Roger de Beaumont

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This article is about a Norman nobleman. For his grandson, see Roger de Beaumont, 2nd Earl of Warwick. For his great great grandson the bishop of St Andrews, see Roger de Beaumont (bishop).
Bearded Norman nobleman depicted in the Bayeux Tapestry (c.1066), possibly representing Roger de Beaumont (died 1094). The figure is seated at the right hand of Duke William of Normandy, who himself occupies the place of honour at the ceremony of the blessing of the food at Hastings by Bishop Odo, well before the time of the battle
ET HIC EPISCOPUS CIBU(M) ET POTU(M) BENEDICIT ("And here the bishop blesses the food and drink"). The feast at Hastings, after which a castle was ordered to be built, following which battle was joined. Roger de Beaumont is possibly depicted as the bearded figure, see detail above. Bayeux Tapestry

Roger de Beaumont (c. 1015 – 29 November 1094), feudal lord (French: seigneur) of Beaumont-le-Roger and of Pont-Audemer in Normandy, was a powerful Norman nobleman and close advisor to William the Conqueror.


He was a son of Humphrey de Vieilles (who was a great-nephew of the Duchess Gunnora of Normandy) by his wife Albreda de la Haye Auberie. Roger de Beaumont was thus a second cousin once removed of William the Conqueror. His Norman feudal lordship had its caput and castle at Beaumont-le-Roger, a settlement situated on the upper reaches of the River Risle, in Normandy, about 46 km SW of Rouen, the capital of the Duchy. He was also feudal lord of Pont-Audemer, a settlement built around the first bridge to cross the River Risle upstream of its estuary, shared with the River Seine.

Physical appearance[edit]

Roger was nicknamed La Barbe (Latinised to Barbatus) (i.e. "The Bearded") because he wore a moustache and beard while the Normans usually were clean shaven. This peculiarity is believed to be recognized in the thirty-second panel of the Bayeux Tapestry where he is depicted sitting at a feast near Hastings, well before the battle, at the right hand of Duke William, who in turn was seated at the right hand of his brother Bishop Odo of Bayeux, who is shown blessing the food at a feast.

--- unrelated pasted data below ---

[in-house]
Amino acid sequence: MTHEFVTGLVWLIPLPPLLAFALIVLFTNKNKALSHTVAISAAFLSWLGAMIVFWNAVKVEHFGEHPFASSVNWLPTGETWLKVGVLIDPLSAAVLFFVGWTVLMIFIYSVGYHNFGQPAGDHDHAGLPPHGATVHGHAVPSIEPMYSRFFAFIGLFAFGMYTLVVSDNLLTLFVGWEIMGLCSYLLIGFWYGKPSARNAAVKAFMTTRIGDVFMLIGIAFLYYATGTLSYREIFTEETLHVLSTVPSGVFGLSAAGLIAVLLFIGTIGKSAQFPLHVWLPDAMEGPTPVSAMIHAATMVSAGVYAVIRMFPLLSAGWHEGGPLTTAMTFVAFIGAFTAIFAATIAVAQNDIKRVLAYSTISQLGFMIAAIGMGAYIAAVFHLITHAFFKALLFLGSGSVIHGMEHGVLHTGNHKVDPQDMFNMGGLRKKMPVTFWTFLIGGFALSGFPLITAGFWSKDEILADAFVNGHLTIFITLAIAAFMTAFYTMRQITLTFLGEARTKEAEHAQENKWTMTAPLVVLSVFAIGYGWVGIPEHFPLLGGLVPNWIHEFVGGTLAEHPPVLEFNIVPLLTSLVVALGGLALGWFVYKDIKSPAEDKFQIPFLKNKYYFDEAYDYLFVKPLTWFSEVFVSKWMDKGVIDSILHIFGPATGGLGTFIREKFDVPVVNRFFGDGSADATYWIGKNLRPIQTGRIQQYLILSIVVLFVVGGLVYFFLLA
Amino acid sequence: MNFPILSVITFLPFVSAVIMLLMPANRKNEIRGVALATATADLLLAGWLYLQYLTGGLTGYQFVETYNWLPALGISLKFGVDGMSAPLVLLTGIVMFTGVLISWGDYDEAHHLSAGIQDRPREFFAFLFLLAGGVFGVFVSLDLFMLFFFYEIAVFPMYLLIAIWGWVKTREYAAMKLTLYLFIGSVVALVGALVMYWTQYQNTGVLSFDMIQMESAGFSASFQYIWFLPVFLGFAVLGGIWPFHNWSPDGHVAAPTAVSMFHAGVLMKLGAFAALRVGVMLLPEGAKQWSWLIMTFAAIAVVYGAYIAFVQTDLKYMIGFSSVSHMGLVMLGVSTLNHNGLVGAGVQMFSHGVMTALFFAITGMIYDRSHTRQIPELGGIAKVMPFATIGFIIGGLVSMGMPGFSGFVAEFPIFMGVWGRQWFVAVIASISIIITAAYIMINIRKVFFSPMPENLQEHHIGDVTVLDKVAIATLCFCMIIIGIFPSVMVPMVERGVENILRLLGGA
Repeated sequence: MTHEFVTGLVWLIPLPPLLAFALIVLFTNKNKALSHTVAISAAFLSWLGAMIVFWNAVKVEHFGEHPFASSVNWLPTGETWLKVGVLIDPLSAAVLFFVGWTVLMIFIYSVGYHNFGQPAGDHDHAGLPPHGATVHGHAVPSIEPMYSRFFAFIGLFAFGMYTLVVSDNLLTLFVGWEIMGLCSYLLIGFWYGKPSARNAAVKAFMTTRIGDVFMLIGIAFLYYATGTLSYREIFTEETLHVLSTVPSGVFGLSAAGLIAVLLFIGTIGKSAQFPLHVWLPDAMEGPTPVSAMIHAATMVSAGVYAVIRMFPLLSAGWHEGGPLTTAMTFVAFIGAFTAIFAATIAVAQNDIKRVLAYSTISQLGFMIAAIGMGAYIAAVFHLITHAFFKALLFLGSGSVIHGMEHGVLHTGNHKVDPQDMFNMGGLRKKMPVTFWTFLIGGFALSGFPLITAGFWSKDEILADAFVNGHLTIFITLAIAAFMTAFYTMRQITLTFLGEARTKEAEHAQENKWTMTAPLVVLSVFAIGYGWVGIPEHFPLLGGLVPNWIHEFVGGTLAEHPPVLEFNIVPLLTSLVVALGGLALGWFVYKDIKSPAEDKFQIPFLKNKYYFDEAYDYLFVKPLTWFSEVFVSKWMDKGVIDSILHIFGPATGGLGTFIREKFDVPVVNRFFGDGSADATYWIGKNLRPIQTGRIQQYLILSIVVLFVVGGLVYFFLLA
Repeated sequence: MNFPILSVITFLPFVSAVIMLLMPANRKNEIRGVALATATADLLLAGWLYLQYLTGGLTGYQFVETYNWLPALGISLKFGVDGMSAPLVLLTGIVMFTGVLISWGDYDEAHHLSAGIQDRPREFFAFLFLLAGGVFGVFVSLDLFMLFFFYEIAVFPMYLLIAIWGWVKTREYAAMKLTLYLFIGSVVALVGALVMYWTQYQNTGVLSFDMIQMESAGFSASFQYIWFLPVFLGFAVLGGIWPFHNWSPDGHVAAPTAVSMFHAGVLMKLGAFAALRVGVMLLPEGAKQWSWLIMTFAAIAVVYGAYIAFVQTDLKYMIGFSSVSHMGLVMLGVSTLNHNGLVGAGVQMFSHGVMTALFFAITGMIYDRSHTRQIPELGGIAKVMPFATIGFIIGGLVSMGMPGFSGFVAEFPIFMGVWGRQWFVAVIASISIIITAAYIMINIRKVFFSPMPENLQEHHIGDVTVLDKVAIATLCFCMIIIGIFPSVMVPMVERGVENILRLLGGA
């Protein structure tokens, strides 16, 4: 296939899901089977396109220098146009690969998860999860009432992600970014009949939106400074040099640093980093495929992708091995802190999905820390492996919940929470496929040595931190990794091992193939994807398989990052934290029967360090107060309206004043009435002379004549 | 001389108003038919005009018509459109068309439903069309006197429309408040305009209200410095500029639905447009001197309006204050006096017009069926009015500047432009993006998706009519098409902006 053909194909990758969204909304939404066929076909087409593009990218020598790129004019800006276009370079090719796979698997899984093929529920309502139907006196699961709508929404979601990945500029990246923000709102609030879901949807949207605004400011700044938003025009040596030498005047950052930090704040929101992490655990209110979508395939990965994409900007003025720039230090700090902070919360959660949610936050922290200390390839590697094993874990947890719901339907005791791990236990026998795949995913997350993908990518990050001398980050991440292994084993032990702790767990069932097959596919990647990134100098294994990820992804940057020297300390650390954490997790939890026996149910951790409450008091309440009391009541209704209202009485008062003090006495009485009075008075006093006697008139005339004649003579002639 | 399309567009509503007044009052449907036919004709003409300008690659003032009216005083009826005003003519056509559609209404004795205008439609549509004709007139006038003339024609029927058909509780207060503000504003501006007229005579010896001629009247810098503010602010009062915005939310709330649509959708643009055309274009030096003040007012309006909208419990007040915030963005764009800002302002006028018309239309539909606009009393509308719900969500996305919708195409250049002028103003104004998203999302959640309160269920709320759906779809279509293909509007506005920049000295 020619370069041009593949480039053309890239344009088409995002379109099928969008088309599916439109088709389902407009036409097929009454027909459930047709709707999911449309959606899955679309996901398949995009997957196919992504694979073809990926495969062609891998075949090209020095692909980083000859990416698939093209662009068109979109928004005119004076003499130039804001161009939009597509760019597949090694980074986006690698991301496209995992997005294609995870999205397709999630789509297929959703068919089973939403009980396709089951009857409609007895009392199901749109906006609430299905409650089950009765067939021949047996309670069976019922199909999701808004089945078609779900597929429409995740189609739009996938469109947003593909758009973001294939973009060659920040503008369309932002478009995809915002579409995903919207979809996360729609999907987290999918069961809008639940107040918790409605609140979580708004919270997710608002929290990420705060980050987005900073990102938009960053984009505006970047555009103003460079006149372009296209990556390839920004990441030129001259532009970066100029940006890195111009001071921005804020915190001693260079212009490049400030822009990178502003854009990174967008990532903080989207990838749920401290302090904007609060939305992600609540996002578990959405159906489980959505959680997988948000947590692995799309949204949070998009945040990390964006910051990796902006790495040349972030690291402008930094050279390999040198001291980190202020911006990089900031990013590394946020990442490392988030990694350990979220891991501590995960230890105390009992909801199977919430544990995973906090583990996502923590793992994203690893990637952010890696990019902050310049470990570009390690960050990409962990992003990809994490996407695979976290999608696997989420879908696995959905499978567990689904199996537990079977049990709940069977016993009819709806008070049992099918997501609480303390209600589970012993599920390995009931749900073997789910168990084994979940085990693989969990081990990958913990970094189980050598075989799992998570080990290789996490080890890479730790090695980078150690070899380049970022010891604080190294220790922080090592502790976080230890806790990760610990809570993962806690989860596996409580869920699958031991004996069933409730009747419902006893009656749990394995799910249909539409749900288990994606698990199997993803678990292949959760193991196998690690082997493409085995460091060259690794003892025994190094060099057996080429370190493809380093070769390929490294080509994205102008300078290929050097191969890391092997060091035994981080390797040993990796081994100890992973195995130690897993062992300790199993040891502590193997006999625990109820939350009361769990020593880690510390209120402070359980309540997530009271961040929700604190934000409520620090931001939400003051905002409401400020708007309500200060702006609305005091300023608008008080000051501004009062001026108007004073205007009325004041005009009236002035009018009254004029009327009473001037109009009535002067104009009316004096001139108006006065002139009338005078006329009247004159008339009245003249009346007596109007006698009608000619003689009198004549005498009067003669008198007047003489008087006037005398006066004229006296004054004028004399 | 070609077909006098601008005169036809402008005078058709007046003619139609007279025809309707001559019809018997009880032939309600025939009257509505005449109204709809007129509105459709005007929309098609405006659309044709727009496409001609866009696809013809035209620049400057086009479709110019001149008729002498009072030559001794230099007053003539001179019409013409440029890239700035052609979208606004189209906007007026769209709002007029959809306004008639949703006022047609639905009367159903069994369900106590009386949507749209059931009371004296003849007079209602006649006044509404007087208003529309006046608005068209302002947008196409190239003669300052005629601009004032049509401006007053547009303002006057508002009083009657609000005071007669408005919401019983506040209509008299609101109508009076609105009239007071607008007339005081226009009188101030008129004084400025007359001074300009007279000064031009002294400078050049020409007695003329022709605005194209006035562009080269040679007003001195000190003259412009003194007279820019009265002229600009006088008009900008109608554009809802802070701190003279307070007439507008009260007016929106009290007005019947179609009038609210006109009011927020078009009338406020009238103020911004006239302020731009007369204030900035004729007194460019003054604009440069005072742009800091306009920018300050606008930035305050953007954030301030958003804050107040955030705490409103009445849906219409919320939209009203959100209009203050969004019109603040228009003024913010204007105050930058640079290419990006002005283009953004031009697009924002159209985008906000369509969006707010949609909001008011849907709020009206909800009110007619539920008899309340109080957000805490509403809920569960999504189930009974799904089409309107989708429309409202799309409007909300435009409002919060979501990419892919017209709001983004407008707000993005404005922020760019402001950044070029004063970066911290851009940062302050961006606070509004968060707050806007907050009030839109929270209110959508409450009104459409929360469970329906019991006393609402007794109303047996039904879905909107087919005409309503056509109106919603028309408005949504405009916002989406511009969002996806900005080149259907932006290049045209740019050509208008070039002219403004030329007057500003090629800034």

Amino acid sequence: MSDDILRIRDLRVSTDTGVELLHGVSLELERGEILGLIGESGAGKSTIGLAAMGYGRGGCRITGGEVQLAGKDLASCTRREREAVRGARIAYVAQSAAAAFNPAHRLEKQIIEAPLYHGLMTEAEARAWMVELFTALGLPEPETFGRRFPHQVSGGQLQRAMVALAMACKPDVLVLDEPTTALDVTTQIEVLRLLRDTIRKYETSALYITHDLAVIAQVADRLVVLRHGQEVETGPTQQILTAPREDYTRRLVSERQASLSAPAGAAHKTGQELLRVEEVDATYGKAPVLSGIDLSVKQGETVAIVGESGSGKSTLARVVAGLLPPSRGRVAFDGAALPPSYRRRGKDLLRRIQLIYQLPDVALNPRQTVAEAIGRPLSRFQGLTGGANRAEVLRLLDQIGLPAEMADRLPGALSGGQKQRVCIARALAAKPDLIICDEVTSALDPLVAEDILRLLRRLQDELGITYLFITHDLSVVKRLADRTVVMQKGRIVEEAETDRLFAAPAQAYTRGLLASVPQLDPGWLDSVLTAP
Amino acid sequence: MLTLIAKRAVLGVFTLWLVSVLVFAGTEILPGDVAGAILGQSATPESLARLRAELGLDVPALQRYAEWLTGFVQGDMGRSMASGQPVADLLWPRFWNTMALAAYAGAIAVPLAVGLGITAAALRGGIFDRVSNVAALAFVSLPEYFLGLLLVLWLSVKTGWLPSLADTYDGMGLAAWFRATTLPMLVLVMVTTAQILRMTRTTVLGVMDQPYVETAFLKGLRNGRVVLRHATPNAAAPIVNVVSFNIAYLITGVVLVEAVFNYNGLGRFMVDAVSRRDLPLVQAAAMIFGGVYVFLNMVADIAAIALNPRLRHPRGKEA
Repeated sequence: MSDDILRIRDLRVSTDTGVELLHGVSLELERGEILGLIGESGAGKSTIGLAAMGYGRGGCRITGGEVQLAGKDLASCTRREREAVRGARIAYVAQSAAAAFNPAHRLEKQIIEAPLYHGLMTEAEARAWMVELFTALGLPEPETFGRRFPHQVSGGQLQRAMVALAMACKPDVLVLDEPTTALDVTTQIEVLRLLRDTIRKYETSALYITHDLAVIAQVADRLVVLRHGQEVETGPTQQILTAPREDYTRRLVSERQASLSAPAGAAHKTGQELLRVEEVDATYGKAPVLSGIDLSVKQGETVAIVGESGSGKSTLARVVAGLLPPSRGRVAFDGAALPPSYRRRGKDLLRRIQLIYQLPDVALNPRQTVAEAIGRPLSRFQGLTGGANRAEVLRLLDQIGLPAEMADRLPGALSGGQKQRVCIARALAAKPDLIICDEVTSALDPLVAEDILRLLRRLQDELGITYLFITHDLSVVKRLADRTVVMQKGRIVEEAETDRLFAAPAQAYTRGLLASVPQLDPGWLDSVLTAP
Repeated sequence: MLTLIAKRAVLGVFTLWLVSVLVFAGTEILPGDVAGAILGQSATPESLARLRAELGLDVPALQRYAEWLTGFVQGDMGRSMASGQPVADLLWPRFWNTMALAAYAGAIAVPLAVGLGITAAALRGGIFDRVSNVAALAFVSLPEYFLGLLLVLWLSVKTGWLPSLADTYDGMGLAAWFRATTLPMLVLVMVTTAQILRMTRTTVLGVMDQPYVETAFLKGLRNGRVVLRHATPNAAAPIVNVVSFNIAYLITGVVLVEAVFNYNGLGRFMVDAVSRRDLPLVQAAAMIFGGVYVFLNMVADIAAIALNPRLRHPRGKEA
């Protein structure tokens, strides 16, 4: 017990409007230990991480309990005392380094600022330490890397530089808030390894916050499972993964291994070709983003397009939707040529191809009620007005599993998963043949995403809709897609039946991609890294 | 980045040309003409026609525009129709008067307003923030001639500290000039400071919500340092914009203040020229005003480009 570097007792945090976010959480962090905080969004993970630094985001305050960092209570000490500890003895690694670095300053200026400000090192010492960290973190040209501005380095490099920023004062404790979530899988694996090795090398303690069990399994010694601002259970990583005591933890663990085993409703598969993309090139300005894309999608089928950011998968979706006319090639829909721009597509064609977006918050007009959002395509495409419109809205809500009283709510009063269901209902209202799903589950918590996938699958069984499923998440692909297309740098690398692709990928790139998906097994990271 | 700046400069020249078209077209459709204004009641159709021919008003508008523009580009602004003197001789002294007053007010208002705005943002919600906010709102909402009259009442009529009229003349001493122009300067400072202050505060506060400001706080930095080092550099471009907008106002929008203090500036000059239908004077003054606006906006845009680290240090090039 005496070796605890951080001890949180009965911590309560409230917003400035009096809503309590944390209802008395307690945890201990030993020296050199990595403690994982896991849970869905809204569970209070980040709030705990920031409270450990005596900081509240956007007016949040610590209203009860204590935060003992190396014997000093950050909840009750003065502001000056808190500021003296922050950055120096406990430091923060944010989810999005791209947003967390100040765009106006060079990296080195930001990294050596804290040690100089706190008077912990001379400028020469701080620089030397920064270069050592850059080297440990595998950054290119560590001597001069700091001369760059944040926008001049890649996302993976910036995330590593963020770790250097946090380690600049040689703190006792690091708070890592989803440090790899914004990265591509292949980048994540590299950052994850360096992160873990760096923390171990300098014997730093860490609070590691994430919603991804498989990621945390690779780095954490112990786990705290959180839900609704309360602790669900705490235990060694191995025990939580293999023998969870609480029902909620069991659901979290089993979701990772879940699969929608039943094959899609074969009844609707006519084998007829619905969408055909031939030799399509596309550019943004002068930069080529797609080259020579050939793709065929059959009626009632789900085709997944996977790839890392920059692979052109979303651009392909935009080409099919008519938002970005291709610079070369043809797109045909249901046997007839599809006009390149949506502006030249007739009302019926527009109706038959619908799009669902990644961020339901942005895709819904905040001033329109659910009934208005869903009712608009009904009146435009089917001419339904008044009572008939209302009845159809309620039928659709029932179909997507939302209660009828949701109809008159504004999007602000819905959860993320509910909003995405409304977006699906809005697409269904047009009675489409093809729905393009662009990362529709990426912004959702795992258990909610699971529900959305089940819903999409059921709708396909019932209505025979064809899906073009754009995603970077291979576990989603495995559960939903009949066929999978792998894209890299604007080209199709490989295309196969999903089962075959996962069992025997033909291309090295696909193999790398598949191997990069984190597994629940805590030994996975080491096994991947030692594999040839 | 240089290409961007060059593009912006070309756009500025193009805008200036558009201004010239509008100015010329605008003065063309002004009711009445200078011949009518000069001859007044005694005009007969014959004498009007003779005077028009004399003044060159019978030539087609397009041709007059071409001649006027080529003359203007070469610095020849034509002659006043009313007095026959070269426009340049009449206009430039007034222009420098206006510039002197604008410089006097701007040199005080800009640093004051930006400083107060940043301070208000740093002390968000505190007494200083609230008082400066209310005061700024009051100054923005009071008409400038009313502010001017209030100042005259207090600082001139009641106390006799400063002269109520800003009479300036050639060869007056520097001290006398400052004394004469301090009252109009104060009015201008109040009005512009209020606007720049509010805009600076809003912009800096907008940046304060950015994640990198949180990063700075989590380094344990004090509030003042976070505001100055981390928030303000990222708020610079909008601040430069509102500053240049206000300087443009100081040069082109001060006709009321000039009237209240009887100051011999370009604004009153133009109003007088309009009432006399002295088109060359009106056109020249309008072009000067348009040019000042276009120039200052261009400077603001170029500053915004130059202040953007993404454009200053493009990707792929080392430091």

Planché described him as "the noblest, the wealthiest, and the most valiant seigneur of Normandy, and the greatest and most trusted friend of the Danish (i.e. Norman) family". The explanation for his exalted position appears to be that as an older cousin who had never rebelled against the young Duke, he was part of the kinship group of noblemen that William relied upon in governing Normandy and fighting-off frequent rebellion and invasions. The historian Frank McLynn observed that William relied heavily on relatives on his mother's side, namely his half-brothers Bishop Odo and Robert, and brothers-in-law, and on relatives descended from the Duchess Gunnora's sisters, since his own paternal kin had proved unreliable.

Wace, the 12th century historian, wrote that: "At the time of the invasion of England, Roger was summoned to the great council at Lillebonne, on account of his wisdom; but he did not join in the expedition as he was too far advanced in years". Although Roger could not fight, he did not hesitate in contributing a large share of the cost, and provided at his own expense sixty vessels for the conveyance of the troops across the channel. Furthermore, his eldest son and heir fought bravely at Hastings as noted in several contemporary records. As a result, Roger's elder sons were rewarded generously with lands in England, and both eventually were made English earls by the sons of the Conqueror. Wace's statement may therefore cast doubt on the possibility of Roger being depicted in the Bayeux Tapestry feasting at Hastings. However it is possible that he crossed the Channel so he could continue to act as a valued member of the Duke's council, perhaps giving advice on military tactics, yet stayed well behind the line of battle at headquarters.

Marriage & progeny[edit]

He married circa 1048 or earlier Adeline of Meulan (c. 1014-1020 - 8 April 1081), who was buried at the Abbaye du Bec, the daughter of Waleran III, Count de Meulan by Oda de Conteville, and sister and heiress of a childless Count of Meulan. Meulan eventually passed to their elder son who became Count of Meulan in 1081. Their surviving children were:

Death & burial[edit]

He was buried at Les Préaux.

Roger de Beaumont in literature[edit]

Roger de Beaumont appears as a minor character (the overlord of the secondary hero) in Georgette Heyer's historical novel The Conqueror. His family appears little in the book, but reference is made to Roger's wife and daughters and his eldest son.


  • Edward T. Beaumont, J.P. The Beaumonts in History. A.D. 850-1850. Oxford.
  • J.R. Planché. The Conqueror and His Companions. London: Tinsley Brothers, 1874.

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